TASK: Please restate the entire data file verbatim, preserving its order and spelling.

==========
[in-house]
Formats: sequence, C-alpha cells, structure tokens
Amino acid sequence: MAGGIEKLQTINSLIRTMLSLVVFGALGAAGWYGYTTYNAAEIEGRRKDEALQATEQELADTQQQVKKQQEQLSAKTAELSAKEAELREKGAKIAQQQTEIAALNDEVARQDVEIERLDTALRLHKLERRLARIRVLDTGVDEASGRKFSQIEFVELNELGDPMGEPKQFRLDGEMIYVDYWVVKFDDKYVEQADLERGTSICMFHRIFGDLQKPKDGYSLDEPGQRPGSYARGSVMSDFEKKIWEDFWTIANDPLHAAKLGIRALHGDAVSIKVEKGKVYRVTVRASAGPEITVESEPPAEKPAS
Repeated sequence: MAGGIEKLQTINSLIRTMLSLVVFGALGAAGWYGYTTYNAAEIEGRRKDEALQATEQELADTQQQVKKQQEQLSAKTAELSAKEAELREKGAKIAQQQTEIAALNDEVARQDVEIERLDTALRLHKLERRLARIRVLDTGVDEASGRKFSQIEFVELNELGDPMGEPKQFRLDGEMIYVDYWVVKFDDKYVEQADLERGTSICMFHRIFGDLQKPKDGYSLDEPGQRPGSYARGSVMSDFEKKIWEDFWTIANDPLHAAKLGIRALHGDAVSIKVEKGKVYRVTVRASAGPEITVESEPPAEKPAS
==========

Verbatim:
[in-house]
Formats: sequence, C-alpha cells, structure tokens
Amino acid sequence: MAGGIEKLQTINSLIRTMLSLVVFGALGAAGWYGYTTYNAAEIEGRRKDEALQATEQELADTQQQVKKQQEQLSAKTAELSAKEAELREKGAKIAQQQTEIAALNDEVARQDVEIERLDTALRLHKLERRLARIRVLDTGVDEASGRKFSQIEFVELNELGDPMGEPKQFRLDGEMIYVDYWVVKFDDKYVEQADLERGTSICMFHRIFGDLQKPKDGYSLDEPGQRPGSYARGSVMSDFEKKIWEDFWTIANDPLHAAKLGIRALHGDAVSIKVEKGKVYRVTVRASAGPEITVESEPPAEKPAS
Repeated sequence: MAGGIEKLQTINSLIRTMLSLVVFGALGAAGWYGYTTYNAAEIEGRRKDEALQATEQELADTQQQVKKQQEQLSAKTAELSAKEAELREKGAKIAQQQTEIAALNDEVARQDVEIERLDTALRLHKLERRLARIRVLDTGVDEASGRKFSQIEFVELNELGDPMGEPKQFRLDGEMIYVDYWVVKFDDKYVEQADLERGTSICMFHRIFGDLQKPKDGYSLDEPGQRPGSYARGSVMSDFEKKIWEDFWTIANDPLHAAKLGIRALHGDAVSIKVEKGKVYRVTVRASAGPEITVESEPPAEKPAS